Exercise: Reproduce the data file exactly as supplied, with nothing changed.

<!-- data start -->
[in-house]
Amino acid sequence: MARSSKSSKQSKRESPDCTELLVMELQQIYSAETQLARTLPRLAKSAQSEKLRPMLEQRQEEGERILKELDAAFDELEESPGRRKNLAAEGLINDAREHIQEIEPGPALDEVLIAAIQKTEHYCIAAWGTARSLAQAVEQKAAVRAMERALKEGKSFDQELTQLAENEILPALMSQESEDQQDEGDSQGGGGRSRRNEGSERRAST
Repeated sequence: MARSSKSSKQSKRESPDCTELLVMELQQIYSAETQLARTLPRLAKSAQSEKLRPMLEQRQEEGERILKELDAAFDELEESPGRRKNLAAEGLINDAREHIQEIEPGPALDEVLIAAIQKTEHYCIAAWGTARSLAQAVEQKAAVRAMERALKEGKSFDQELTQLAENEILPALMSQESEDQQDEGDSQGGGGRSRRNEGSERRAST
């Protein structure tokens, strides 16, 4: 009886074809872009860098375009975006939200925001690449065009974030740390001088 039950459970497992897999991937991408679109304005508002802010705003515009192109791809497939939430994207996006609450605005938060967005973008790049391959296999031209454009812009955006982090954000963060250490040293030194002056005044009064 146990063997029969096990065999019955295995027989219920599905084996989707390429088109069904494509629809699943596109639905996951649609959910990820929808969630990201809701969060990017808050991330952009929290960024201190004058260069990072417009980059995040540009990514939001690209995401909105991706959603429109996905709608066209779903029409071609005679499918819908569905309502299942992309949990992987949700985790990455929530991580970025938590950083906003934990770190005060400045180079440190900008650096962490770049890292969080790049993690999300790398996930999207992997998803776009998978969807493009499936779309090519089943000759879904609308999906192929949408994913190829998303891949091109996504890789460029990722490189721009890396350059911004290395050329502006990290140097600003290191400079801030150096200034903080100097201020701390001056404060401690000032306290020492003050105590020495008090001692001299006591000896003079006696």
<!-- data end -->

[in-house]
Amino acid sequence: MARSSKSSKQSKRESPDCTELLVMELQQIYSAETQLARTLPRLAKSAQSEKLRPMLEQRQEEGERILKELDAAFDELEESPGRRKNLAAEGLINDAREHIQEIEPGPALDEVLIAAIQKTEHYCIAAWGTARSLAQAVEQKAAVRAMERALKEGKSFDQELTQLAENEILPALMSQESEDQQDEGDSQGGGGRSRRNEGSERRAST
Repeated sequence: MARSSKSSKQSKRESPDCTELLVMELQQIYSAETQLARTLPRLAKSAQSEKLRPMLEQRQEEGERILKELDAAFDELEESPGRRKNLAAEGLINDAREHIQEIEPGPALDEVLIAAIQKTEHYCIAAWGTARSLAQAVEQKAAVRAMERALKEGKSFDQELTQLAENEILPALMSQESEDQQDEGDSQGGGGRSRRNEGSERRAST
């Protein structure tokens, strides 16, 4: 009886074809872009860098375009975006939200925001690449065009974030740390001088 039950459970497992897999991937991408679109304005508002802010705003515009192109791809497939939430994207996006609450605005938060967005973008790049391959296999031209454009812009955006982090954000963060250490040293030194002056005044009064 146990063997029969096990065999019955295995027989219920599905084996989707390429088109069904494509629809699943596109639905996951649609959910990820929808969630990201809701969060990017808050991330952009929290960024201190004058260069990072417009980059995040540009990514939001690209995401909105991706959603429109996905709608066209779903029409071609005679499918819908569905309502299942992309949990992987949700985790990455929530991580970025938590950083906003934990770190005060400045180079440190900008650096962490770049890292969080790049993690999300790398996930999207992997998803776009998978969807493009499936779309090519089943000759879904609308999906192929949408994913190829998303891949091109996504890789460029990722490189721009890396350059911004290395050329502006990290140097600003290191400079801030150096200034903080100097201020701390001056404060401690000032306290020492003050105590020495008090001692001299006591000896003079006696």